He also put on the table a willingness to means-test Medicare premiums, again an idea that doesn't sit well with a lot of Democrats, but he believes is worth doing as part of a comprehensive, balanced approach to deficit reduction.


    Let me also ask you about gun control. That's another subject we know the president is going to bring up tonight. Does he look to make — to reach some sort of compromise? And we know there are deep divisions in both political parties over what to do about guns.

    And what does the White House hope to accomplish by bringing a number of either victims of gun violence to the State of the Union tonight or their relatives, family members?


    I think the point that he's trying to make is that gun violence is a problem that faces all of us. It is a problem in this country that we need and can address together.

    It shouldn't be just an ideological debate between lobbies in Washington. It should be a conversation out in the country because it affects everyone. And the comprehensive set of proposals that the president announced several weeks ago to reduce gun violence in America, proposals that include legislative action in Congress, as well as executive action, 23 executive actions from the administration, represents an effort to deal with gun violence in a commonsense way.

    Not a single proposal that the president has put forward would take a single firearm away from a single law-abiding American citizen, because he believes in Second Amendment rights. But he believes that we ought to take action, sensible action, to reduce gun violence in this country, because, as we all saw in Newtown, Connecticut, the horror of what happened there, I think, will stay with all of us forever.

    And, unfortunately, as we have seen again and again, it happens all too often in this country.


    We know the president is going to be following up the State of the Union by making a trip to North Carolina. He's going to be going to Atlanta and then to Chicago later this week.

    We're reading today, not just Republicans, but Democrats privately are saying, we think — we worry the president is out there campaigning, still in campaign mode, when he really ought to be sitting down with lawmakers here in Washington to work out some of these tough issues.


    Well, I certainly haven't heard a lot of Democrats saying that.

    What I would say is that this president firmly believes that it is part of his obligation to those who voted for him and those who voted against him to go out into the country and explain what his vision is, explain what his agenda is, and to rally support for the proposals that he's put forward, proposals that on issue after issue already enjoy a majority of the American people's support.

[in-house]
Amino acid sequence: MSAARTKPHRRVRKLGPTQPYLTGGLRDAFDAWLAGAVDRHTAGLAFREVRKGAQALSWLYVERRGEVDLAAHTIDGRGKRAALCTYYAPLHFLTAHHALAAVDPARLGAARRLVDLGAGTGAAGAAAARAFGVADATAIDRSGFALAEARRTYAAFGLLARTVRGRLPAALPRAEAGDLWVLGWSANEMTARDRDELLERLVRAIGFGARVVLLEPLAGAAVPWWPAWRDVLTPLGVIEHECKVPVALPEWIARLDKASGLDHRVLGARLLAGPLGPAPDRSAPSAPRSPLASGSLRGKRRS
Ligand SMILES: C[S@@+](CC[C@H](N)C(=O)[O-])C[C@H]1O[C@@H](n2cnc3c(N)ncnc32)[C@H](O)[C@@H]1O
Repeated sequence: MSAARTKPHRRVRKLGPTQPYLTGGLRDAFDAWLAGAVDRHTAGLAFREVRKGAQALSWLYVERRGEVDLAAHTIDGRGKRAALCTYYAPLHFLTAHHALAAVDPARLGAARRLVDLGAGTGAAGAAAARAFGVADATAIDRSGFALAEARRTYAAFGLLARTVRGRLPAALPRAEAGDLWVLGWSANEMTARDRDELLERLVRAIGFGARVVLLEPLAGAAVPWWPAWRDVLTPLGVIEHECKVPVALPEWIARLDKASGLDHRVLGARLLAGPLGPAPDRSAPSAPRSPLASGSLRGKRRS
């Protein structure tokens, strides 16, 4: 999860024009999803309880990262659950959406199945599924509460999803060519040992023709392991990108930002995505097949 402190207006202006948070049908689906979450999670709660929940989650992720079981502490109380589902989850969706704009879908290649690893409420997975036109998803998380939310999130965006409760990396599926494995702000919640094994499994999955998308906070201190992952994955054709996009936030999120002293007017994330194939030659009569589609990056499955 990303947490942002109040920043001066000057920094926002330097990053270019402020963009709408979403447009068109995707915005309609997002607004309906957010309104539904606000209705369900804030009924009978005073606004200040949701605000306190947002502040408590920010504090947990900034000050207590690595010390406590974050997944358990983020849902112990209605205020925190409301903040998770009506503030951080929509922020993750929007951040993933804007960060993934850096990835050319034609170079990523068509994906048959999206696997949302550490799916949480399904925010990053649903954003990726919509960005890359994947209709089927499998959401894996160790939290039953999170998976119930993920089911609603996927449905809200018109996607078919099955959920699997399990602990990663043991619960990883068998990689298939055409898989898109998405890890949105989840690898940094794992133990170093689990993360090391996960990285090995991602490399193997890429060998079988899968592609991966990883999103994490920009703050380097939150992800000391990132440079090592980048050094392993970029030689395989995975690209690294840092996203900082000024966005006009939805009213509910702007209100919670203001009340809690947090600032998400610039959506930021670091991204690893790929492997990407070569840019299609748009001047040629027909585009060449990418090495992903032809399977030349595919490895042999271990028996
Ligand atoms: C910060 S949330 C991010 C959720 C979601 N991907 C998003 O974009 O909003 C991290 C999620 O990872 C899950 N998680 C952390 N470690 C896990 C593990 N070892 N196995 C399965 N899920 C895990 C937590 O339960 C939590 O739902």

It's simply not the case that we should just have these conversations among ourselves here in Washington. The president believes that we need to go out into the country and have the conversation with the American people. I think we're selling him short if we assume that they're not interested in conversations about how we reduce our deficit in a balanced way, how we tackle comprehensive immigration reform, how we meet the challenge of gun violence in America.

    These are conversations the American people desperately want to have with their leaders, and the president is going out and having those conversations. And it's also true when it comes to getting something done in Washington, we have learned from hard experience that it is not just enough to sit around a table with congressional leaders and try to work out a negotiation.

    It is very helpful to go out and engage the American people to make sure their voices are heard and that their priorities are listened to here in Washington. That's what the president is going to do. He's going to do both. He will continue to work with Congress, continue to negotiate with Congress and continue to meet with Congress on issue after issue. But he's not going to leave the American people out of the equation.


    We hear you, Jay Carney, joining us from the White House. Thank you.


    Thank you, Judy. I appreciate it.


    Online, join the discussion around tonight's address.

    NewsHour political editor Christina Bellantoni will host a Google Plus Hangout. Find a link to it on our home page. Also there, you can watch the NewsHour's special coverage of the State of the Union.